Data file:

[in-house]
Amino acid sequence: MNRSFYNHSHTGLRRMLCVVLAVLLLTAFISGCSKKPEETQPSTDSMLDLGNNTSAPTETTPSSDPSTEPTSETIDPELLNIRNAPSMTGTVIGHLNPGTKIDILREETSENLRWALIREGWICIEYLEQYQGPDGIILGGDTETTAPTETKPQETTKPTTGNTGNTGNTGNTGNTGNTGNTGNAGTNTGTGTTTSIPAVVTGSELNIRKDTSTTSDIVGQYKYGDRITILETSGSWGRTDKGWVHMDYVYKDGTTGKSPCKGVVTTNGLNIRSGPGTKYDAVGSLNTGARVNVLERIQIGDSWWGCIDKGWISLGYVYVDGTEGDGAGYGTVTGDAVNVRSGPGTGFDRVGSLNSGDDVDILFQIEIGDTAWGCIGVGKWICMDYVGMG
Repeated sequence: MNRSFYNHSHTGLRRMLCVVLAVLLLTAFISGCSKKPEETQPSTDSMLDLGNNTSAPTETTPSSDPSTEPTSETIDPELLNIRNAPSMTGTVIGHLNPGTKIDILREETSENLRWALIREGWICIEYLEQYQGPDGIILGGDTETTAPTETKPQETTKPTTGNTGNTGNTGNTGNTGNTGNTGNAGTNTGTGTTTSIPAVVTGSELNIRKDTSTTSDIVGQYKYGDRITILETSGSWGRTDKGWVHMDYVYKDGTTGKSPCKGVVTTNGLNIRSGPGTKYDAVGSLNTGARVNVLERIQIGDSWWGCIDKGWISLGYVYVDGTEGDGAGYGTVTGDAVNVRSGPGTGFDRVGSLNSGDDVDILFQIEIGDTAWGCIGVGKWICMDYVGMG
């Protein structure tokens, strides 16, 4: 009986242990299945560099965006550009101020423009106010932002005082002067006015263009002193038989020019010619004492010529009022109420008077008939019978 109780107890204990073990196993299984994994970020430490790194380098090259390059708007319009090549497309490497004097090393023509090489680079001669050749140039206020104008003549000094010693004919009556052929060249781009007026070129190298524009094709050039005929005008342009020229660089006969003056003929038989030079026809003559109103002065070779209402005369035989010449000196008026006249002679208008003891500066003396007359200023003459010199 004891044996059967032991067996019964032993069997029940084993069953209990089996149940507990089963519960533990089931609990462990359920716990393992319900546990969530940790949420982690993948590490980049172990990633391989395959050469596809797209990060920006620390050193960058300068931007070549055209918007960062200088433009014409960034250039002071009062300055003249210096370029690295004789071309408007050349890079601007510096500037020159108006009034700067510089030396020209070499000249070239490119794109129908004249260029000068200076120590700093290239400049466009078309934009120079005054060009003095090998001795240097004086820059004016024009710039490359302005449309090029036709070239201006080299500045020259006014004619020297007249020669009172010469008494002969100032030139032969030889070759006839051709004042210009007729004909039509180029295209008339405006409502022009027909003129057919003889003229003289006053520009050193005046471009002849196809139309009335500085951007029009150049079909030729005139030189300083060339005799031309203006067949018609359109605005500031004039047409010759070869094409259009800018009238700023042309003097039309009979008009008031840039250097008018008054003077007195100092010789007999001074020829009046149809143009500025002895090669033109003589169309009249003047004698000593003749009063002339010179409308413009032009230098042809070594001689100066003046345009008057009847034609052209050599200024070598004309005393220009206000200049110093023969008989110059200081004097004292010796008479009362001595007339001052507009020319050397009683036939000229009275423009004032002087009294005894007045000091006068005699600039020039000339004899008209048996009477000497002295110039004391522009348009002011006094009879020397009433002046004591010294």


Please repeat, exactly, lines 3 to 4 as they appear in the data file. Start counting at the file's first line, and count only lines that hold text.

Repeated sequence: MNRSFYNHSHTGLRRMLCVVLAVLLLTAFISGCSKKPEETQPSTDSMLDLGNNTSAPTETTPSSDPSTEPTSETIDPELLNIRNAPSMTGTVIGHLNPGTKIDILREETSENLRWALIREGWICIEYLEQYQGPDGIILGGDTETTAPTETKPQETTKPTTGNTGNTGNTGNTGNTGNTGNTGNAGTNTGTGTTTSIPAVVTGSELNIRKDTSTTSDIVGQYKYGDRITILETSGSWGRTDKGWVHMDYVYKDGTTGKSPCKGVVTTNGLNIRSGPGTKYDAVGSLNTGARVNVLERIQIGDSWWGCIDKGWISLGYVYVDGTEGDGAGYGTVTGDAVNVRSGPGTGFDRVGSLNSGDDVDILFQIEIGDTAWGCIGVGKWICMDYVGMG
């Protein structure tokens, strides 16, 4: 009986242990299945560099965006550009101020423009106010932002005082002067006015263009002193038989020019010619004492010529009022109420008077008939019978 109780107890204990073990196993299984994994970020430490790194380098090259390059708007319009090549497309490497004097090393023509090489680079001669050749140039206020104008003549000094010693004919009556052929060249781009007026070129190298524009094709050039005929005008342009020229660089006969003056003929038989030079026809003559109103002065070779209402005369035989010449000196008026006249002679208008003891500066003396007359200023003459010199 004891044996059967032991067996019964032993069997029940084993069953209990089996149940507990089963519960533990089931609990462990359920716990393992319900546990969530940790949420982690993948590490980049172990990633391989395959050469596809797209990060920006620390050193960058300068931007070549055209918007960062200088433009014409960034250039002071009062300055003249210096370029690295004789071309408007050349890079601007510096500037020159108006009034700067510089030396020209070499000249070239490119794109129908004249260029000068200076120590700093290239400049466009078309934009120079005054060009003095090998001795240097004086820059004016024009710039490359302005449309090029036709070239201006080299500045020259006014004619020297007249020669009172010469008494002969100032030139032969030889070759006839051709004042210009007729004909039509180029295209008339405006409502022009027909003129057919003889003229003289006053520009050193005046471009002849196809139309009335500085951007029009150049079909030729005139030189300083060339005799031309203006067949018609359109605005500031004039047409010759070869094409259009800018009238700023042309003097039309009979008009008031840039250097008018008054003077007195100092010789007999001074020829009046149809143009500025002895090669033109003589169309009249003047004698000593003749009063002339010179409308413009032009230098042809070594001689100066003046345009008057009847034609052209050599200024070598004309005393220009206000200049110093023969008989110059200081004097004292010796008479009362001595007339001052507009020319050397009683036939000229009275423009004032002087009294005894007045000091006068005699600039020039000339004899008209048996009477000497002295110039004391522009348009002011006094009879020397009433002046004591010294």